I normally start by squaring the muzzle. Use plenty of cutting oil, apply light pressure and turn in a clockwise-only direction. Remove the setup constantly to clean metal shavings from the cutter and barrel and re-oil. This ensures a smooth cut and extends the life of the cutter. After squaring the muzzle, the crown is cut in the same manner. If the barrel diameter is large enough, counter-sink the crown to help protect the muzzle. Final cleanup is done with a round-tip brass tool mounted in a hand drill using a lapping compound.

Cutting a new crown on the muzzle will improve accuracy, even with
a new factory pistol. This is an easy modification and the tools to
re-crown are not expensive.

Tools of the trade include hones, various polishing pads and,
for more aggressive metal removal, sanding drums and hard
rubber polishing wheels.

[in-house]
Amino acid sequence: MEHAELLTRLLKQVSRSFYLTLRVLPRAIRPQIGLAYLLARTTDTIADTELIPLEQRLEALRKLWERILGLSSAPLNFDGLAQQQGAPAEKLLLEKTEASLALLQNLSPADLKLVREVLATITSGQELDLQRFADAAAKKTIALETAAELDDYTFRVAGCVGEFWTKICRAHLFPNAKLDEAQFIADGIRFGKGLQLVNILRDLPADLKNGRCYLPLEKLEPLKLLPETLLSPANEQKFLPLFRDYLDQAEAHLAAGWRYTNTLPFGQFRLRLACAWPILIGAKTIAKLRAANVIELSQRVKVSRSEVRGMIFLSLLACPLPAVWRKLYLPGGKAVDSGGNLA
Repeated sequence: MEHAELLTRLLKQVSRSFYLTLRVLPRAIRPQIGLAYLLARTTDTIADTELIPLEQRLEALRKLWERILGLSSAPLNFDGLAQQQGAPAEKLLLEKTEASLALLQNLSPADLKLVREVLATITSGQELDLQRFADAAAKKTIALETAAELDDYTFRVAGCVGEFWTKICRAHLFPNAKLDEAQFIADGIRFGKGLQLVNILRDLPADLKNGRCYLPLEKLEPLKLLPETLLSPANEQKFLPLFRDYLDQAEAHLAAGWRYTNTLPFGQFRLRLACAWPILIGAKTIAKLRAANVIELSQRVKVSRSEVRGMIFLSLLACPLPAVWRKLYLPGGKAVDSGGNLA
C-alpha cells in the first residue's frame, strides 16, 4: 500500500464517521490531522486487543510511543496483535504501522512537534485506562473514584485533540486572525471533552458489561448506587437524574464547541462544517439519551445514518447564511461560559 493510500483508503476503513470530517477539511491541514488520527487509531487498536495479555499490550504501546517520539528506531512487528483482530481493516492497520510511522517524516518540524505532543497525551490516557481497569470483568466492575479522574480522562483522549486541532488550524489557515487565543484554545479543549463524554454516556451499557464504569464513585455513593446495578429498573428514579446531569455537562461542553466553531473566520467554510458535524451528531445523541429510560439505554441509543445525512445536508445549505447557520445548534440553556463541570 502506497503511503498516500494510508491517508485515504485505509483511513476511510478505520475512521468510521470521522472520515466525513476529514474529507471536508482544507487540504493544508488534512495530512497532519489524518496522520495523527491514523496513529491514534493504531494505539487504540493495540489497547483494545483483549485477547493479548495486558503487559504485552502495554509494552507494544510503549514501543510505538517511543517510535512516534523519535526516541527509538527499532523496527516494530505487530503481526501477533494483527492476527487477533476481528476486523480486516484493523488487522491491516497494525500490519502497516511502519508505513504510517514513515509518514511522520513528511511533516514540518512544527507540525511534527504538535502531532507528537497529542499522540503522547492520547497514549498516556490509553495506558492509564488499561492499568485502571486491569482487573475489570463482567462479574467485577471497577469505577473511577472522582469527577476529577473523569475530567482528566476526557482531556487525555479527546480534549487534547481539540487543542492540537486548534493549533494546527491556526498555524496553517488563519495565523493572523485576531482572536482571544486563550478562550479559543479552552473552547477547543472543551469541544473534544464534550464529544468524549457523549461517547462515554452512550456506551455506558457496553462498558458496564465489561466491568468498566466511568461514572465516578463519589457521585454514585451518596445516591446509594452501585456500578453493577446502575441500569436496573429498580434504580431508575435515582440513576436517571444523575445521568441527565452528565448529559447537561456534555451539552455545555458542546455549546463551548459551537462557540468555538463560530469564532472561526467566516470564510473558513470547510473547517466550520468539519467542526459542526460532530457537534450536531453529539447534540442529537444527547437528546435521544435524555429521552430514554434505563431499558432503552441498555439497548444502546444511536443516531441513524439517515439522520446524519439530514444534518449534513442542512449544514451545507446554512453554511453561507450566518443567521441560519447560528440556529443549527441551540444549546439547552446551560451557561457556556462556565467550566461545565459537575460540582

Melting And Dehorning

Most revolvers will benefit from a little “chopping.” Bobbing the hammer is a popular modification. As mentioned above, all defensive shooting is double-action, so the spur isn’t needed. When drawing or presenting the pistol from concealment, the thumb spur will snag on the cover garments. Use a rotary tool with a cut-off wheel to remove the spur, then sanding drums for the final shaping and finish work.

Compared to a semi-auto pistol, the revolver’s double-action trigger travels a long distance. It’s a “stroke,” as opposed to the short “press” of a semi-auto. During the stroke, your finger slides down and pivots across the face of the trigger. A lot of triggers have boxy shapes or vertical serrations on the face. Removing the serrations and putting a nice radius between the face and sides of the trigger produces a smoother stroke.